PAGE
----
This work is included in the Sam Francis: Catalogue Raisonné of Canvas and Panel Paintings, 1946-1994, with number SFF.231, edited by Debra Burchett-Lere and published by the University of California Press, 2011.
Sam Francis' monumental canvas was painted during his highly influential round-the-world trip in 1957 during which time he produced some of the most important works of his career. His stay in Japan proved to be one of the most rewarding and creative periods, engendering works such as Tokyo, in which the artist combines his considerable skills as a colorist with an exploration of the nature of openness and space, resulting in a painting that simmers with latent tension. Steeped in the art historical traditions and philosophies of both the West and East, this work becomes a magical combination of the ancient and modern.
Tokyo was part of the collection of Rita and Toby Schreiber, distinguished California collectors who began acquiring art in the 1970s and soon became passionate connoisseurs buying a carefully considered selection of works. Their interest focused primarily on American Post-War artists--the couple's highly developed connoisseur's eye meant they only collected outstanding examples of an artist's work, including significant sculpture by masters of the genre. Over a period of thirty years, they amassed a collection peerless in quality and breadth.
Across a vast white canvas Francis paints a series of multi-colored corpuscular shapes--bejeweled biomorphic forms that shine with iridescent color. Together these azure blues, jade greens, golden yellows, and kaleidoscopic traces of other hues shoot across the surface like a bolt of celestial lightening descending from the heavens. Despite the vastness of the canvas, Francis withholds from completely covering the surface with transparent layers of pigment, instead using the emptiness of the space to balance the relatively small area of dazzling color. This emphasis on color comes from the fauvist tradition where color is released from its figurative shackles and left to stimulate the senses on a purely emotional level. "Color is light on fire," Francis once remarked, "each color is the result of 'burning' for each substance burns with a particular color. The processes talked about in alchemy are parallel to the processes in painting. For that reason I am fascinated with alchemy. But my work is not just my painting-it is something else. Painting holds me in check, so to speak, or keeps me from flying off in other directions. It is a way of being anchored in the world" (S. Francis quoted in J. Butterfield, "The Other Side of Wonder," Sam Francis: Works on Paper, Boston, 1979).
Yet, this work in not purely about color. Large parts of the canvas appear to have been left untouched by Francis' chromatic palette, as if abandoned by the artist and his brush. However, closer inspection reveals that this not to be the case, as the white itself is tinted with various hues and enlivened by spurts and drips of pigment. It is no longer merely a ground, but rather part of an activated surface that bursts with internal energy. For Francis, this area was as vital a part of the composition as the work's multi-colored elements, and it became increasingly important in the paintings from this period. Partly as a response to his exposure to Eastern philosophies and partly as a way of examining the different cultural values of the color white around the world, Francis uses these large areas to explore the dichotomies involved with our understanding of color: "He reflects on the symbolism of white as the imperial color of magnificence and nobility, as the color of Great Jove, the albatross, and the veil of Christianity's deity, but he also notes that it is the color of evil, transcendent horror, and great panic, the shroud of death and the fog of ghosts" (P. Seltz, Sam Francis, New York, 1982, p. 62). With his Japan paintings, Francis is moving away from his focus on pigment per se. Colored forms are consigned to the extreme edges of his work, leaving the center of the composition exposed in the manner of Eastern staining techniques. Indeed, Francis' large scale works from this period have much in common with traditional Japanese haboku landscapes--the horizontal format, asymmetry, and spontaneous "flung" quality of thrown pigment across a diagonal trace, which suggests a strong correlation with this tradition of Oriental painting, including the drips and splashes of color, which parallel Eastern calligraphic techniques. Francis's trip to Japan served to solidify an early interest in Eastern abstraction, which was noted in the introductory essay by Arnold Rüdlinger to Francis' 1957 exhibition in Berlin: "He is familiar with Eastern thought. The last gouaches show he knows how to employ silence and the void of Oriental painting as artistic means of expression" (A. Rüdlinger, Ibid, p. 65).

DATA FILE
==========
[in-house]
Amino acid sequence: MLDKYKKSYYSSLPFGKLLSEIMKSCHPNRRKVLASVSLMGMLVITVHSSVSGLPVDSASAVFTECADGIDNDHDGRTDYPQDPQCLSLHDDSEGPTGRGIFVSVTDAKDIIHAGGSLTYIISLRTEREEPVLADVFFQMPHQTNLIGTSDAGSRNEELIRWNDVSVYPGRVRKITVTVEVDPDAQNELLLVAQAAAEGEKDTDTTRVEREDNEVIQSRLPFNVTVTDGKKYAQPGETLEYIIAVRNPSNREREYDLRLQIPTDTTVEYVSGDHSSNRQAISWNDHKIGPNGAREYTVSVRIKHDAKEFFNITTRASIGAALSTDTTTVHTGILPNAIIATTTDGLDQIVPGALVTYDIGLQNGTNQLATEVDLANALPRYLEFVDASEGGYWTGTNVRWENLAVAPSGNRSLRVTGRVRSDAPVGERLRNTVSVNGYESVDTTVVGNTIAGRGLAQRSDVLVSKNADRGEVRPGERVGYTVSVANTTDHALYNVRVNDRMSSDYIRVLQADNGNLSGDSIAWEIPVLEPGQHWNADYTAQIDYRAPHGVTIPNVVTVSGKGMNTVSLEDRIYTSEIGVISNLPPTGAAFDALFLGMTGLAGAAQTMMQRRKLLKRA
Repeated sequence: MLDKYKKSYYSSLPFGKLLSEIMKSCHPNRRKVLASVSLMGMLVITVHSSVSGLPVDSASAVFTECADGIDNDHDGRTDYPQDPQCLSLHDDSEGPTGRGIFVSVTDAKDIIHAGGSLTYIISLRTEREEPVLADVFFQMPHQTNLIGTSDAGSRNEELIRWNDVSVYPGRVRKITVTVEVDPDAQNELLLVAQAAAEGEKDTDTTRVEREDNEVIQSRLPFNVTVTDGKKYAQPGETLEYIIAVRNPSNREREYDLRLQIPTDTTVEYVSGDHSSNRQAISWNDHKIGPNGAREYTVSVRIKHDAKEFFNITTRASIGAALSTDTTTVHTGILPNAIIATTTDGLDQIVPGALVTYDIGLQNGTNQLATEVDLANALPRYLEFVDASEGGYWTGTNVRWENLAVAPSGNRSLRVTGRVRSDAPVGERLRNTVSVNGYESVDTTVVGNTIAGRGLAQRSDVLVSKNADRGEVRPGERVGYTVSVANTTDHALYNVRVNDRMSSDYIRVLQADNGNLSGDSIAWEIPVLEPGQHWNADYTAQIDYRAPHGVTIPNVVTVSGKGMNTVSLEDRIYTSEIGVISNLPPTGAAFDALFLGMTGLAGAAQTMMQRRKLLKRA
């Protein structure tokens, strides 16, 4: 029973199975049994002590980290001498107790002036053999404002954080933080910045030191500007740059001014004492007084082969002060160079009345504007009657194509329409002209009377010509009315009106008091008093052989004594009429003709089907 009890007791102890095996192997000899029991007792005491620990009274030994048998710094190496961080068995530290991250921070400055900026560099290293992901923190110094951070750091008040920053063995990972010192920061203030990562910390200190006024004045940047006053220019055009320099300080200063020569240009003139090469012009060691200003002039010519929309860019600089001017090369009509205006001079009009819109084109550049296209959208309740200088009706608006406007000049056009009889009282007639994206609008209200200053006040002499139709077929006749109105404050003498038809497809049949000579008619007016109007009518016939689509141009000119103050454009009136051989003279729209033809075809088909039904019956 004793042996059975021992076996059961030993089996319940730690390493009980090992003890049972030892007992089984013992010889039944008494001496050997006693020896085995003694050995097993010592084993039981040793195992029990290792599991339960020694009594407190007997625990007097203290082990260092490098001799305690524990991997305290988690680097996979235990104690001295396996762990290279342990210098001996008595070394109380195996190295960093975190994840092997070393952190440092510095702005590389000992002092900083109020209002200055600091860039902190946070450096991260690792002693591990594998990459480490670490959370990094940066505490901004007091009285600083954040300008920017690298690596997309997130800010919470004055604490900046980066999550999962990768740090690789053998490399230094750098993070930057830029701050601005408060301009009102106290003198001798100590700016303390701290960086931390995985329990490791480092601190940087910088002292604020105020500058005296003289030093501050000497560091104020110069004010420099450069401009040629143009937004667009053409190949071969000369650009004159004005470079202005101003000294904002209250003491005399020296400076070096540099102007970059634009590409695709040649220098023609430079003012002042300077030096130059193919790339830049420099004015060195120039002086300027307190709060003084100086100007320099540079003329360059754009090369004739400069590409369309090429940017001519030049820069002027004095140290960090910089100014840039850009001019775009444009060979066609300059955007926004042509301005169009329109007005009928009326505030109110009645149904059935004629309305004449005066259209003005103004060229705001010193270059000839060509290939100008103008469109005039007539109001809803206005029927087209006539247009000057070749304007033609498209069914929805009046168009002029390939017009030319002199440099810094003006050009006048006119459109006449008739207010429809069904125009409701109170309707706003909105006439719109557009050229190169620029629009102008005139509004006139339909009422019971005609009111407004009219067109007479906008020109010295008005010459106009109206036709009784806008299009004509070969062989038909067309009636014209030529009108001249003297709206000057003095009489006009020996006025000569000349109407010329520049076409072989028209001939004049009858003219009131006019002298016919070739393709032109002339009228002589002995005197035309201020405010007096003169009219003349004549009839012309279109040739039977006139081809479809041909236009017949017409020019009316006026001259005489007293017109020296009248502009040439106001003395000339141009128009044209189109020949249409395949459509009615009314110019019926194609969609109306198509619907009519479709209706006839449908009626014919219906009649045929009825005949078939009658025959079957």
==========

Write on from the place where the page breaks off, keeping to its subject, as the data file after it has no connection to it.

Francis' trip to Japan thus proved to be one of the most influential periods of his career, exposing him to an evocative new aesthetic that resulted in some of the most extravagantly lush and vibrant paintings in his oeuvre. The threads of color that weave across the surface radiate a luminous intensity. Inspired by his physical surroundings and its aesthetic context, Tokyo takes on a subtlety and haunting beauty that would remain at the core of his work for the rest of his long and productive career.